This Policy is designed to ensure the security of AmeriCorps by protecting its information and giving a clear guideline for conducting vulnerability discovery activities and to convey preferences on how to submit discovered vulnerabilities to AmeriCorps. This Policy also facilitates AmeriCorps awareness of otherwise unknown vulnerabilities. It commits AmeriCorps to authorize good faith security research and respond to vulnerability reports and set expectations for reporters.

What Is the Purpose of this Policy?

This Vulnerability Disclosure Policy (VDP) provides details of how discovered vulnerabilities can be reported to AmeriCorps and gives security researchers clear guidelines for conducting vulnerability discovery activities. This policy describes what systems and types of research are covered under this policy, how to send AmeriCorps vulnerability reports, and the timeline before AmeriCorps security researchers publicly disclose vulnerabilities.


This section reflects AmeriCorps’ commitment to not take legal action against anyone in the public for security research activities that represent a good faith effort to follow the policy.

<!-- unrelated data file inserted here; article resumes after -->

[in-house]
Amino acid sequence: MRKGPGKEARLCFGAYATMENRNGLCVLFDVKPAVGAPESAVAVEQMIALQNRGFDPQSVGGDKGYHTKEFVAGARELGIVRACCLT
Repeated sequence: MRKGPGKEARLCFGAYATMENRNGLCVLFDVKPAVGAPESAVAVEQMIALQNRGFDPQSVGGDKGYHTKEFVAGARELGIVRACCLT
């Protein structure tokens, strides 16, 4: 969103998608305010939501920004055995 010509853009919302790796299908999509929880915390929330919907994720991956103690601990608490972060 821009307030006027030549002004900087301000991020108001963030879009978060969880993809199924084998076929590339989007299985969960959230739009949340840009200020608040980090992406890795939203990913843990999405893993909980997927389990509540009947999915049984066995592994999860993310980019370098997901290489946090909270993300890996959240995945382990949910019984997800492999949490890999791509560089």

If you make a good faith effort to comply with this policy during your security research, we will consider your research to be authorized, we will work with you to understand and resolve the issue quickly, and AmeriCorps will not recommend or pursue legal action related to your research. Should legal action be initiated by a third party against you for activities that were conducted in accordance with this policy, we will make this authorization known.


AmeriCorps requires that all vulnerabilities identified during research to be reported to OIT Help Desk by calling 202-606-6600, sending an email to, or by completing the Privacy and Security Incident Report.

Under this VDP, the researcher shall:

  • Notify AmeriCorps within 1 hour or as soon as possible after discovering a real or potential security issue.
  • Make every effort to avoid privacy violations, degradation of user experience, disruption to production systems, and destruction or manipulation of data.
  • Only uses exploits to the extent necessary to confirm a vulnerability’s presence. Does not use an exploit to compromise or exfiltrate data, establish persistent command line access, or use the exploit to pivot to other systems.
  • Provide AmeriCorps a reasonable amount of time to resolve the issue before disclosing it publicly (not more than 72 hours).
  • Not submit a high volume of low-quality reports.

Once a researcher has established that a vulnerability exists or encountered any sensitive data (including personally identifiable information, financial information, or proprietary information or trade secrets of any party), the individual must stop testing, notify AmeriCorps immediately, and not disclose this data to anyone else.